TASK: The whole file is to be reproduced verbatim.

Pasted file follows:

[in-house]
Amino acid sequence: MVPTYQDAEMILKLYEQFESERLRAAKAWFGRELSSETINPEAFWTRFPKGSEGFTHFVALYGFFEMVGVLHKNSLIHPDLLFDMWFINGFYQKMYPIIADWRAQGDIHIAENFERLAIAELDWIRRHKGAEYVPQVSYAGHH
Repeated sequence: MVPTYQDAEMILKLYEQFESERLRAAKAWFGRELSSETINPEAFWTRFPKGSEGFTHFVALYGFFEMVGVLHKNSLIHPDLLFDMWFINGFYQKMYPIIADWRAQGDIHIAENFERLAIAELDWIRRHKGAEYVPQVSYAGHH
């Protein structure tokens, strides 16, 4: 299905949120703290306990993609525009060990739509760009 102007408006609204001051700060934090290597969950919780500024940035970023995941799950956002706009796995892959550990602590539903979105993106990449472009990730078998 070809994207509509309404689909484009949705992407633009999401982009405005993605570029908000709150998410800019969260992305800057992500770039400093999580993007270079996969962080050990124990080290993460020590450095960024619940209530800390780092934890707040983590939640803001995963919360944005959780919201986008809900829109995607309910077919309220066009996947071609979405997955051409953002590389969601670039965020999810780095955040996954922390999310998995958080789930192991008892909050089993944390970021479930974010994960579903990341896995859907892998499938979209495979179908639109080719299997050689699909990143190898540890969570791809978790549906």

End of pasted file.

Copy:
[in-house]
Amino acid sequence: MVPTYQDAEMILKLYEQFESERLRAAKAWFGRELSSETINPEAFWTRFPKGSEGFTHFVALYGFFEMVGVLHKNSLIHPDLLFDMWFINGFYQKMYPIIADWRAQGDIHIAENFERLAIAELDWIRRHKGAEYVPQVSYAGHH
Repeated sequence: MVPTYQDAEMILKLYEQFESERLRAAKAWFGRELSSETINPEAFWTRFPKGSEGFTHFVALYGFFEMVGVLHKNSLIHPDLLFDMWFINGFYQKMYPIIADWRAQGDIHIAENFERLAIAELDWIRRHKGAEYVPQVSYAGHH
């Protein structure tokens, strides 16, 4: 299905949120703290306990993609525009060990739509760009 102007408006609204001051700060934090290597969950919780500024940035970023995941799950956002706009796995892959550990602590539903979105993106990449472009990730078998 070809994207509509309404689909484009949705992407633009999401982009405005993605570029908000709150998410800019969260992305800057992500770039400093999580993007270079996969962080050990124990080290993460020590450095960024619940209530800390780092934890707040983590939640803001995963919360944005959780919201986008809900829109995607309910077919309220066009996947071609979405997955051409953002590389969601670039965020999810780095955040996954922390999310998995958080789930192991008892909050089993944390970021479930974010994960579903990341896995859907892998499938979209495979179908639109080719299997050689699909990143190898540890969570791809978790549906």